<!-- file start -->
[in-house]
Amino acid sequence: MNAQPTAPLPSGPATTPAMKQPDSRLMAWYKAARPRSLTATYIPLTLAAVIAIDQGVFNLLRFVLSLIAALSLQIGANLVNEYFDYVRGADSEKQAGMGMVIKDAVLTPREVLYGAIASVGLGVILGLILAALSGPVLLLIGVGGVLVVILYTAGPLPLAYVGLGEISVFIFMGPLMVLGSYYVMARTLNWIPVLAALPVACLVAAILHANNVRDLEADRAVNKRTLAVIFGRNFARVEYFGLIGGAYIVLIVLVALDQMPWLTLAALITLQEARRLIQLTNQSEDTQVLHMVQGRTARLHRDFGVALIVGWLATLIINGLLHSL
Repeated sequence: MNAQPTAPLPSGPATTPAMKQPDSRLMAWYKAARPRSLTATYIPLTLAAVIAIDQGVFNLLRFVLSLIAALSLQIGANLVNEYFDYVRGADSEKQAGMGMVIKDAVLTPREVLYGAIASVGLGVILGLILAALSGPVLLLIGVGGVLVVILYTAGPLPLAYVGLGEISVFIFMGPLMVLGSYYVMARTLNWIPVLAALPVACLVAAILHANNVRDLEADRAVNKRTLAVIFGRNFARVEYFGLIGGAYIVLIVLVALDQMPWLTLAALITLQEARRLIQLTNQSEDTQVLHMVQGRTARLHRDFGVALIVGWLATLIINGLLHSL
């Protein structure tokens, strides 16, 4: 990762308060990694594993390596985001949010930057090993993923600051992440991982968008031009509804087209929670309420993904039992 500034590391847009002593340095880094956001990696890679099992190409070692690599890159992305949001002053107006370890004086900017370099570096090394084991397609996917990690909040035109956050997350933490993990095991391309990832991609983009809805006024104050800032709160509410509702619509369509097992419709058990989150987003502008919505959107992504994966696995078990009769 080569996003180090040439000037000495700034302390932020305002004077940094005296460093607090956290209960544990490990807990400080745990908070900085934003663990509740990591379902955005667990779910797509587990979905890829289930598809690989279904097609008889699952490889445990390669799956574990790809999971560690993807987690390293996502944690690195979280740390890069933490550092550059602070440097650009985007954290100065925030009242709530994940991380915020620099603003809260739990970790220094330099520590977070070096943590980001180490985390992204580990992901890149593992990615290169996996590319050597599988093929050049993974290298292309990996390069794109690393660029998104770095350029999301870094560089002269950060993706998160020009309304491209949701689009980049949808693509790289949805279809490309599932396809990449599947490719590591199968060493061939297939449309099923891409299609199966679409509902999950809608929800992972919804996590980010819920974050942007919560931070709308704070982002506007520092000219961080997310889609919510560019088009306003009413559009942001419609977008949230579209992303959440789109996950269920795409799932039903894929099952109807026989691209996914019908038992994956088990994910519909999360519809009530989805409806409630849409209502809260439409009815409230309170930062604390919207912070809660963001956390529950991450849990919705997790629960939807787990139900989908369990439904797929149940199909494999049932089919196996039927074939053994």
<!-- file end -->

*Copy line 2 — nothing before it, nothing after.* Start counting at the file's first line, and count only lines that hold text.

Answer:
Amino acid sequence: MNAQPTAPLPSGPATTPAMKQPDSRLMAWYKAARPRSLTATYIPLTLAAVIAIDQGVFNLLRFVLSLIAALSLQIGANLVNEYFDYVRGADSEKQAGMGMVIKDAVLTPREVLYGAIASVGLGVILGLILAALSGPVLLLIGVGGVLVVILYTAGPLPLAYVGLGEISVFIFMGPLMVLGSYYVMARTLNWIPVLAALPVACLVAAILHANNVRDLEADRAVNKRTLAVIFGRNFARVEYFGLIGGAYIVLIVLVALDQMPWLTLAALITLQEARRLIQLTNQSEDTQVLHMVQGRTARLHRDFGVALIVGWLATLIINGLLHSL